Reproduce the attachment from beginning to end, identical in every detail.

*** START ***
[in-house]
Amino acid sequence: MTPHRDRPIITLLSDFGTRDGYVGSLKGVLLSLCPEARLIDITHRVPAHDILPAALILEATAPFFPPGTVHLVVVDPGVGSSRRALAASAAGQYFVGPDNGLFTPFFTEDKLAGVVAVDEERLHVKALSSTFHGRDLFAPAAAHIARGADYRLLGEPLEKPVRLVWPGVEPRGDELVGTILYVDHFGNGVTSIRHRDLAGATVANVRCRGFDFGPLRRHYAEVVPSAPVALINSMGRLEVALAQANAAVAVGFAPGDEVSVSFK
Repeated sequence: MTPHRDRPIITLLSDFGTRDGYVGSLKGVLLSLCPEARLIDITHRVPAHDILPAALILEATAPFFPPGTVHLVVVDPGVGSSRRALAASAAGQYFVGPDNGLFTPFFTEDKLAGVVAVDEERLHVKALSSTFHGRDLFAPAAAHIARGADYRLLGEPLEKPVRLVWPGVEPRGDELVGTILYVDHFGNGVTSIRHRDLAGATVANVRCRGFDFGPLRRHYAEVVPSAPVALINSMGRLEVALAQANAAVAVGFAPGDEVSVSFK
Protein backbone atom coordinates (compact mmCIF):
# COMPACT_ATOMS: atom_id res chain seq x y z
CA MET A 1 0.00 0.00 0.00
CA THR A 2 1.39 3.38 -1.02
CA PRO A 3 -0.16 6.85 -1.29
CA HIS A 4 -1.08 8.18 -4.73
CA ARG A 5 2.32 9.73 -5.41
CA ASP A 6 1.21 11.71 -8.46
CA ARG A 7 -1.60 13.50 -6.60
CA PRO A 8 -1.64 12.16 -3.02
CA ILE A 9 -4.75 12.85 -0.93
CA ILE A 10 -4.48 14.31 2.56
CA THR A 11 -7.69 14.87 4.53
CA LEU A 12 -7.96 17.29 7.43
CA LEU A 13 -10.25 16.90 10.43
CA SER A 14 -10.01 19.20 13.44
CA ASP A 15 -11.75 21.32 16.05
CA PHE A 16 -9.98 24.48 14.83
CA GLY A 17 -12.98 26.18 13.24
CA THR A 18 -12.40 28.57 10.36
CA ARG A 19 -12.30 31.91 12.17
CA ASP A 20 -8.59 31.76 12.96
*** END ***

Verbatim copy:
[in-house]
Amino acid sequence: MTPHRDRPIITLLSDFGTRDGYVGSLKGVLLSLCPEARLIDITHRVPAHDILPAALILEATAPFFPPGTVHLVVVDPGVGSSRRALAASAAGQYFVGPDNGLFTPFFTEDKLAGVVAVDEERLHVKALSSTFHGRDLFAPAAAHIARGADYRLLGEPLEKPVRLVWPGVEPRGDELVGTILYVDHFGNGVTSIRHRDLAGATVANVRCRGFDFGPLRRHYAEVVPSAPVALINSMGRLEVALAQANAAVAVGFAPGDEVSVSFK
Repeated sequence: MTPHRDRPIITLLSDFGTRDGYVGSLKGVLLSLCPEARLIDITHRVPAHDILPAALILEATAPFFPPGTVHLVVVDPGVGSSRRALAASAAGQYFVGPDNGLFTPFFTEDKLAGVVAVDEERLHVKALSSTFHGRDLFAPAAAHIARGADYRLLGEPLEKPVRLVWPGVEPRGDELVGTILYVDHFGNGVTSIRHRDLAGATVANVRCRGFDFGPLRRHYAEVVPSAPVALINSMGRLEVALAQANAAVAVGFAPGDEVSVSFK
Protein backbone atom coordinates (compact mmCIF):
# COMPACT_ATOMS: atom_id res chain seq x y z
CA MET A 1 0.00 0.00 0.00
CA THR A 2 1.39 3.38 -1.02
CA PRO A 3 -0.16 6.85 -1.29
CA HIS A 4 -1.08 8.18 -4.73
CA ARG A 5 2.32 9.73 -5.41
CA ASP A 6 1.21 11.71 -8.46
CA ARG A 7 -1.60 13.50 -6.60
CA PRO A 8 -1.64 12.16 -3.02
CA ILE A 9 -4.75 12.85 -0.93
CA ILE A 10 -4.48 14.31 2.56
CA THR A 11 -7.69 14.87 4.53
CA LEU A 12 -7.96 17.29 7.43
CA LEU A 13 -10.25 16.90 10.43
CA SER A 14 -10.01 19.20 13.44
CA ASP A 15 -11.75 21.32 16.05
CA PHE A 16 -9.98 24.48 14.83
CA GLY A 17 -12.98 26.18 13.24
CA THR A 18 -12.40 28.57 10.36
CA ARG A 19 -12.30 31.91 12.17
CA ASP A 20 -8.59 31.76 12.96